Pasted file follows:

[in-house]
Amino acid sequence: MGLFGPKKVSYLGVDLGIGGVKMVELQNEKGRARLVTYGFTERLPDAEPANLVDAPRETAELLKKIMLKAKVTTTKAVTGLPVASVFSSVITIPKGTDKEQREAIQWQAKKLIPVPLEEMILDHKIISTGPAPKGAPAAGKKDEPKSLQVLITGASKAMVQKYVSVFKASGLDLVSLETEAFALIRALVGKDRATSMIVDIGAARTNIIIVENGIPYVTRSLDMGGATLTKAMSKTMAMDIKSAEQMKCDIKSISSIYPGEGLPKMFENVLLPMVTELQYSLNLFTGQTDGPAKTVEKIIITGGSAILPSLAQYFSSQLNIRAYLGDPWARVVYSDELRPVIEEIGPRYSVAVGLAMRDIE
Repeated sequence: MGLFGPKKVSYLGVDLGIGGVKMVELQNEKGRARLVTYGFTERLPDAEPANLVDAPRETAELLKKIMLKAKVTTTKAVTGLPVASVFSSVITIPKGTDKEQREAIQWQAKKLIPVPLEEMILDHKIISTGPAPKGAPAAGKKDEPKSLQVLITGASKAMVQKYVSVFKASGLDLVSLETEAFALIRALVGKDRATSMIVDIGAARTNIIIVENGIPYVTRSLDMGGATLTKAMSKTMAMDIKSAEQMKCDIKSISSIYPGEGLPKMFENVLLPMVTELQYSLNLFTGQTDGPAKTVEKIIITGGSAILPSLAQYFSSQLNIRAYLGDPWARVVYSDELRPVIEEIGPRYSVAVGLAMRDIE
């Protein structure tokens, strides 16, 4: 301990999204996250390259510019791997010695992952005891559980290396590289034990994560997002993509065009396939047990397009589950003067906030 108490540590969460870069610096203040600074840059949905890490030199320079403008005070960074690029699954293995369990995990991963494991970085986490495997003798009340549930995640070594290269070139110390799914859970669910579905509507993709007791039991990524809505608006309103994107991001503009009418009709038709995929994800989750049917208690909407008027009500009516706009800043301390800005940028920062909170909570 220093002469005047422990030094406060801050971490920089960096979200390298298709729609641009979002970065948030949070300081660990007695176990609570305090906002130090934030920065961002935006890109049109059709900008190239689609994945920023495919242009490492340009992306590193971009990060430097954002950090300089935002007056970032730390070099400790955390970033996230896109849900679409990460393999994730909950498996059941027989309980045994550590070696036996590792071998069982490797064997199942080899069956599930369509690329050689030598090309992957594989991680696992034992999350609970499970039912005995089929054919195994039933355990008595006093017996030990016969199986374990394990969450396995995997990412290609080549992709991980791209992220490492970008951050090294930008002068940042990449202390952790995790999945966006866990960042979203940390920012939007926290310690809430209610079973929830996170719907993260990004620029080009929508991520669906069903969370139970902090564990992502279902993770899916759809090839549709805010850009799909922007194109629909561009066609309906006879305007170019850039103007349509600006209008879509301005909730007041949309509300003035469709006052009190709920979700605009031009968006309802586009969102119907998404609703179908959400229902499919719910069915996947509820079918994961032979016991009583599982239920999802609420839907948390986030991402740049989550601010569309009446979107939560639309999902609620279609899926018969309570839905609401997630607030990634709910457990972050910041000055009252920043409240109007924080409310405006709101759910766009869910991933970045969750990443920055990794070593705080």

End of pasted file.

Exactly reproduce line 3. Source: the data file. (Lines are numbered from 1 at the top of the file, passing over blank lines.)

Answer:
Repeated sequence: MGLFGPKKVSYLGVDLGIGGVKMVELQNEKGRARLVTYGFTERLPDAEPANLVDAPRETAELLKKIMLKAKVTTTKAVTGLPVASVFSSVITIPKGTDKEQREAIQWQAKKLIPVPLEEMILDHKIISTGPAPKGAPAAGKKDEPKSLQVLITGASKAMVQKYVSVFKASGLDLVSLETEAFALIRALVGKDRATSMIVDIGAARTNIIIVENGIPYVTRSLDMGGATLTKAMSKTMAMDIKSAEQMKCDIKSISSIYPGEGLPKMFENVLLPMVTELQYSLNLFTGQTDGPAKTVEKIIITGGSAILPSLAQYFSSQLNIRAYLGDPWARVVYSDELRPVIEEIGPRYSVAVGLAMRDIE